I am treating this as a reference request. The first reference you want to consult is Euclid's Elements. If you can get Heath's translation, then it contains some excellent commentary, but there are good versions online too, e.g., a nice translation by R. Fitzpatrick.
Particularly important to dispel your misunderstandings are:
Book V, which expounds Eudoxus's theory of proportion. This begins with what is effectively a relative definition of the concept of magnitude: a magnitude is something like a length or an area that you can add, subtract and compare geometrically. Particularly important is definition V.5, which tells you how to compare two ratios between arbitrary magnitudes. Dedekind's approach to defining the real numbers is a direct descendant of this definition.
Book VII, which is about elementary number theory. It begins with a definition of number, i.e., positive integer. I don't believe that
numbers where intended to be thought of as magnitudes, but the theory
of proportions also applies to numbers and so numbers and magnitudes can be compared. Euclid has no notion of algebraic expression, but he can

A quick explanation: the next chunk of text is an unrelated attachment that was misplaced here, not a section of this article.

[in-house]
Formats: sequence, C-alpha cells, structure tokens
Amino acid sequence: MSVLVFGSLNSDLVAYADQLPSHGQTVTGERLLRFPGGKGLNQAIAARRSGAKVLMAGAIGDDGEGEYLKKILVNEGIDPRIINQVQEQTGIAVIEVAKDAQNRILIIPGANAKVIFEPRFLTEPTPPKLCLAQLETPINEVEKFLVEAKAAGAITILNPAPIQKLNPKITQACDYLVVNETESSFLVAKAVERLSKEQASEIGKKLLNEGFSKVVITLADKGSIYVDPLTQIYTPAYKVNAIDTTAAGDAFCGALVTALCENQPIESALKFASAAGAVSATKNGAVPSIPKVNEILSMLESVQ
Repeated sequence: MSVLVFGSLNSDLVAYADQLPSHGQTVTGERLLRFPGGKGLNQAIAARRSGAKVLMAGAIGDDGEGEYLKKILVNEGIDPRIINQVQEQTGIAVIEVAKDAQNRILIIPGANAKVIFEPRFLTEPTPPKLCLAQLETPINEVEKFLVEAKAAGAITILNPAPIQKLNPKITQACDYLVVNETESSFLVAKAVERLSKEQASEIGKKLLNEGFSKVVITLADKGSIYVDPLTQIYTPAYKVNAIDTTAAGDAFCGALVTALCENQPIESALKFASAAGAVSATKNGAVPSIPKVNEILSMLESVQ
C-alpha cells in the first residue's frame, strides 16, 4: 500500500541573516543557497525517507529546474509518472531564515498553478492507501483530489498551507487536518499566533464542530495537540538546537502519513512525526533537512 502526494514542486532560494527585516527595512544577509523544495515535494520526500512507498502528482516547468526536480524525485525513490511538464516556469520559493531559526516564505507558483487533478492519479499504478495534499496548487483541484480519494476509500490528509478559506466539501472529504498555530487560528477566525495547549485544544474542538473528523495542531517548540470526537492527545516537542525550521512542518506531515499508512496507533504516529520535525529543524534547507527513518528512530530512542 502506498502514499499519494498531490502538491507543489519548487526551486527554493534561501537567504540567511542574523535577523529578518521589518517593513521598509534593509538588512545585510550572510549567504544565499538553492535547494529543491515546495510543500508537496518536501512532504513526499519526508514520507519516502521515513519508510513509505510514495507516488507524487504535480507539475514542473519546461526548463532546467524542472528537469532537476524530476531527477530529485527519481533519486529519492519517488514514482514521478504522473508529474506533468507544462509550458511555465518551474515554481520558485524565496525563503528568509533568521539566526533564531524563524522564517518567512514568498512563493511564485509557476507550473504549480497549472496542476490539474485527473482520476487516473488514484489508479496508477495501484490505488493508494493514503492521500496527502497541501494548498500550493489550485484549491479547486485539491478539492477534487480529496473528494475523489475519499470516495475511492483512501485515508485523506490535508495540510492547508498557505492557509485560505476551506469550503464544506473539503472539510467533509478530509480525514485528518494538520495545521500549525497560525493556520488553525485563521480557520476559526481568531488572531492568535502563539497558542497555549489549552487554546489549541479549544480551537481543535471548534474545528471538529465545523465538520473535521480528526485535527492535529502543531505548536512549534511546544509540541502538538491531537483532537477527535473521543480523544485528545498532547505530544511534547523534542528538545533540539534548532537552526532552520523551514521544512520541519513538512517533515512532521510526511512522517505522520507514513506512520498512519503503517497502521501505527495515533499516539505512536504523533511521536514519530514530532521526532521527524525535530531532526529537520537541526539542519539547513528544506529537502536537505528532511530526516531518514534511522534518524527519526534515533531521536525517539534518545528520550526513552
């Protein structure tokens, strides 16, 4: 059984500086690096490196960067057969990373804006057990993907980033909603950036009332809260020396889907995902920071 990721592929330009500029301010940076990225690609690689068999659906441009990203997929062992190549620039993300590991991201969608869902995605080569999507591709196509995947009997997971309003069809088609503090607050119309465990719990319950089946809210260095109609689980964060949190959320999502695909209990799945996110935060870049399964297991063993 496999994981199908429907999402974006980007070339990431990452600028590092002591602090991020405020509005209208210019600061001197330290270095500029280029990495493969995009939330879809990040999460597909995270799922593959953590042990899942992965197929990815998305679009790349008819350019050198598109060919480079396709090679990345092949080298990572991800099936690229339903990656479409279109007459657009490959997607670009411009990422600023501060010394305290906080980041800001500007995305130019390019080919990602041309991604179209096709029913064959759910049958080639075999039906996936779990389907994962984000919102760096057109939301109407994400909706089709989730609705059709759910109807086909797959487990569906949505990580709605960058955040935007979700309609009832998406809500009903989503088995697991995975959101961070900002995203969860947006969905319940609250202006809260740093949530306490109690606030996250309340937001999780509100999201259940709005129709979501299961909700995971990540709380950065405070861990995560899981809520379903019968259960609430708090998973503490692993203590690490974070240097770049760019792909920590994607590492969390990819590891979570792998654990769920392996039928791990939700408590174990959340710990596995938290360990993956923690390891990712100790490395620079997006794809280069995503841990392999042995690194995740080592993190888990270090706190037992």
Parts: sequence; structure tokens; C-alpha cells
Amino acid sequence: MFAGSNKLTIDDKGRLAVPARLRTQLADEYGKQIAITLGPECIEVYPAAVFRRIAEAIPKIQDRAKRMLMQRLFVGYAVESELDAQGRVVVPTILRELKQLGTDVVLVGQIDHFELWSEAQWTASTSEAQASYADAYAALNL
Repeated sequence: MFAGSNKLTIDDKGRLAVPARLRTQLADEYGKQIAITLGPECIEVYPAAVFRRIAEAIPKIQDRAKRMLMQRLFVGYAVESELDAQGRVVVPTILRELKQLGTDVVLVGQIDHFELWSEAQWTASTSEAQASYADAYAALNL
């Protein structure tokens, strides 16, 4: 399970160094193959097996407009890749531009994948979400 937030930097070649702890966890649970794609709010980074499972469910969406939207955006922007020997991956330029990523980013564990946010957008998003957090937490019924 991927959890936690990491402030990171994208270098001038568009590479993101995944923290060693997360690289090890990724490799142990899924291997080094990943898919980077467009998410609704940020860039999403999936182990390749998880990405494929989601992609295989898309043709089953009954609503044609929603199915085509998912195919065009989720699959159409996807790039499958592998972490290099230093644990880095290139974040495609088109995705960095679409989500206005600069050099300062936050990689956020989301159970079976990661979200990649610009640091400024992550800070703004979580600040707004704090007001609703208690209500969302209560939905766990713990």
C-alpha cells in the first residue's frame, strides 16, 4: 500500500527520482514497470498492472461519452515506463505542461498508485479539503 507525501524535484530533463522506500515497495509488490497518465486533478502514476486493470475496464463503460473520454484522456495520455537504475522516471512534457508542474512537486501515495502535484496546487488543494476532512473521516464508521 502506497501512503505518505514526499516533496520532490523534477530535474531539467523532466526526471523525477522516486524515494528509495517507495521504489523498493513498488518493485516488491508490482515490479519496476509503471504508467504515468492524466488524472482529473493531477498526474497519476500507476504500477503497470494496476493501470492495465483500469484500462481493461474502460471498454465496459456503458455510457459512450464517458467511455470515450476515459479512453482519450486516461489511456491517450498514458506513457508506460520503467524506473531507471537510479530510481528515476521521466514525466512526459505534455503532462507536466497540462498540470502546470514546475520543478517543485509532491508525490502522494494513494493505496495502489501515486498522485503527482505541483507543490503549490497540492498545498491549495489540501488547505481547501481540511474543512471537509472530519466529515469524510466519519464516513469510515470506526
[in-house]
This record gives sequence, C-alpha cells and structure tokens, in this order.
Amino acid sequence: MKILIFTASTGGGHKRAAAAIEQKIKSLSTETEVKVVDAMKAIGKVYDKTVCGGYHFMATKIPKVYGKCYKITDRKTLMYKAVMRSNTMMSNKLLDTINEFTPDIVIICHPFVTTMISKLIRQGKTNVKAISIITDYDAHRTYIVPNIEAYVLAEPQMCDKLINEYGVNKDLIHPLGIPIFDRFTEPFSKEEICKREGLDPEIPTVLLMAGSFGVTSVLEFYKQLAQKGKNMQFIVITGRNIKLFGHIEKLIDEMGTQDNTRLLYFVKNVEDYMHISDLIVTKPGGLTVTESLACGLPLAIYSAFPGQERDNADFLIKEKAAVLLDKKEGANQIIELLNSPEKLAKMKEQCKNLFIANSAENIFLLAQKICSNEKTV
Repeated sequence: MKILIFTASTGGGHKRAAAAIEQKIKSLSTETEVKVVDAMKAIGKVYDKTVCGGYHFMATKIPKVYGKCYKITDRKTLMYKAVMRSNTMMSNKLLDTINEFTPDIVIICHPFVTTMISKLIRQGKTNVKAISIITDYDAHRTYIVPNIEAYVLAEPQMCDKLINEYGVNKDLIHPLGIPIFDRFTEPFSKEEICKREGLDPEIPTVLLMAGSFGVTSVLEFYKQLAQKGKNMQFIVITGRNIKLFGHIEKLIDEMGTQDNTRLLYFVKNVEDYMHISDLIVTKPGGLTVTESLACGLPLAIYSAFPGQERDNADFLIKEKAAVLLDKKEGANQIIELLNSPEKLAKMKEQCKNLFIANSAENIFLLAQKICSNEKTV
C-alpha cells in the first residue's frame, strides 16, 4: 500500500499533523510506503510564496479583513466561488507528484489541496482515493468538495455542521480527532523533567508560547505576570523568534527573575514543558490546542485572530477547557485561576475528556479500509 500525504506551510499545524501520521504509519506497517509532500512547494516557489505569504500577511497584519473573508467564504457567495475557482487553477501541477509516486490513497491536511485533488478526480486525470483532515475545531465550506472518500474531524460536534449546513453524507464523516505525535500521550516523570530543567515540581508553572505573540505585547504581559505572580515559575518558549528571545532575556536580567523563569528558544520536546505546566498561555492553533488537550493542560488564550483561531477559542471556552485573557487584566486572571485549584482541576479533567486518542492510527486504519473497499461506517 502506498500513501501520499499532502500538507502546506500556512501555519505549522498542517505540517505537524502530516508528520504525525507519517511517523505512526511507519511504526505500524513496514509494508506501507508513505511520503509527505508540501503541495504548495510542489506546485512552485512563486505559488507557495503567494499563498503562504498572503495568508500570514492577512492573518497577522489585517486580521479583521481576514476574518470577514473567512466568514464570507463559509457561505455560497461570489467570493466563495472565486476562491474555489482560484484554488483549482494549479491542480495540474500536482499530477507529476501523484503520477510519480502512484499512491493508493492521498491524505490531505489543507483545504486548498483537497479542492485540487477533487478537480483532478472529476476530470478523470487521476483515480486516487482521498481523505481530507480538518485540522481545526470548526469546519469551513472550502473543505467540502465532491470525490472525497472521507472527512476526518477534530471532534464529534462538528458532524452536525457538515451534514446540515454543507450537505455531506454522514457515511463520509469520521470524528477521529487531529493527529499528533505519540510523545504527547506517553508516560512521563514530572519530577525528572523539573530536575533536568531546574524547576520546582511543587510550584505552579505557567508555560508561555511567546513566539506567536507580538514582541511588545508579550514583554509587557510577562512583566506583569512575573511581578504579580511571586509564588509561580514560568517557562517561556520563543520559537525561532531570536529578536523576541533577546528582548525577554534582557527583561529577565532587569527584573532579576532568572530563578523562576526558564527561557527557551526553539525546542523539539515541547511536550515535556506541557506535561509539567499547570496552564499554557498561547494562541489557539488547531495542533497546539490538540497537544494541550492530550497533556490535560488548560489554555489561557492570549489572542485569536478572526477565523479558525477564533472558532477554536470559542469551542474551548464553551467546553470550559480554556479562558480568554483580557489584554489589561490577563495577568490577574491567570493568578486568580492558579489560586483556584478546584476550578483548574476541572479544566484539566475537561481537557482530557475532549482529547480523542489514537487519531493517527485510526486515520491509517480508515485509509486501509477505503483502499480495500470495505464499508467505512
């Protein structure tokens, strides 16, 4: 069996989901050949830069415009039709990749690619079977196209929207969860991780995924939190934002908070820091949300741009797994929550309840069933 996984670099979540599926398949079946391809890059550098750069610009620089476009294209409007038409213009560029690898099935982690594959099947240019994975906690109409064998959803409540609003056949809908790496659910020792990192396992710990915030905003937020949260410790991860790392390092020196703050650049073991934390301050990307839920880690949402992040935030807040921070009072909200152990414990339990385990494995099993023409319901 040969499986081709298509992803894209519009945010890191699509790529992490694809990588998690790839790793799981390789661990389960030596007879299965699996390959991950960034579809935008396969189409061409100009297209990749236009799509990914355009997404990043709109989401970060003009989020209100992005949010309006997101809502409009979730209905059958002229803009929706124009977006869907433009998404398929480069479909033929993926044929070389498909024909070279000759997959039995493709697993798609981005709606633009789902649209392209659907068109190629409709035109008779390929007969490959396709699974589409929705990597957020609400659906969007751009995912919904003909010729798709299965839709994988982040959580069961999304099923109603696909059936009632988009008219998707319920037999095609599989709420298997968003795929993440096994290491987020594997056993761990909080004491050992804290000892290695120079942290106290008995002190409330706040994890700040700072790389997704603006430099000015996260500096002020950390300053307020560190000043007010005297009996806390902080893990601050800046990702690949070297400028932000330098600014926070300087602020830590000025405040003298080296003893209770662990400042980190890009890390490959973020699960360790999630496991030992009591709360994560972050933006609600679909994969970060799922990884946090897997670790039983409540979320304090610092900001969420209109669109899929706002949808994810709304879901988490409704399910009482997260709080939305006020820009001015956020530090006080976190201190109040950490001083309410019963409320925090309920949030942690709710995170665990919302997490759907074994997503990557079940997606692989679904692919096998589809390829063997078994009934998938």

say of magnitudes $x$ and $y$ that "$x$ is to $y$ as $1$ is to $2$", meaning $y = 2x$.
Book X, which is about incommensurable magnitudes, i.e., magnitudes $x$ and $y$ such that $x/y$ is irrational. It begins with a definition of Euclid's algorithm for arbitrary magnitudes. Theorem X.2 analyses the termination condition for this algorithm and concludes that it terminates on inputs $x$ and $y$ iff $x/y$ is rational.
You should then bear in mind that Euclid's Elements is not an enyclopaedic compendium of all ancient Greek mathematics. It was probably intended as something more like a graduate textbook. There are lots of good sources on the history of mathematics that you should look into if you are interested in the subject. The MacTutor page on Euclid could be a good place to start in this case.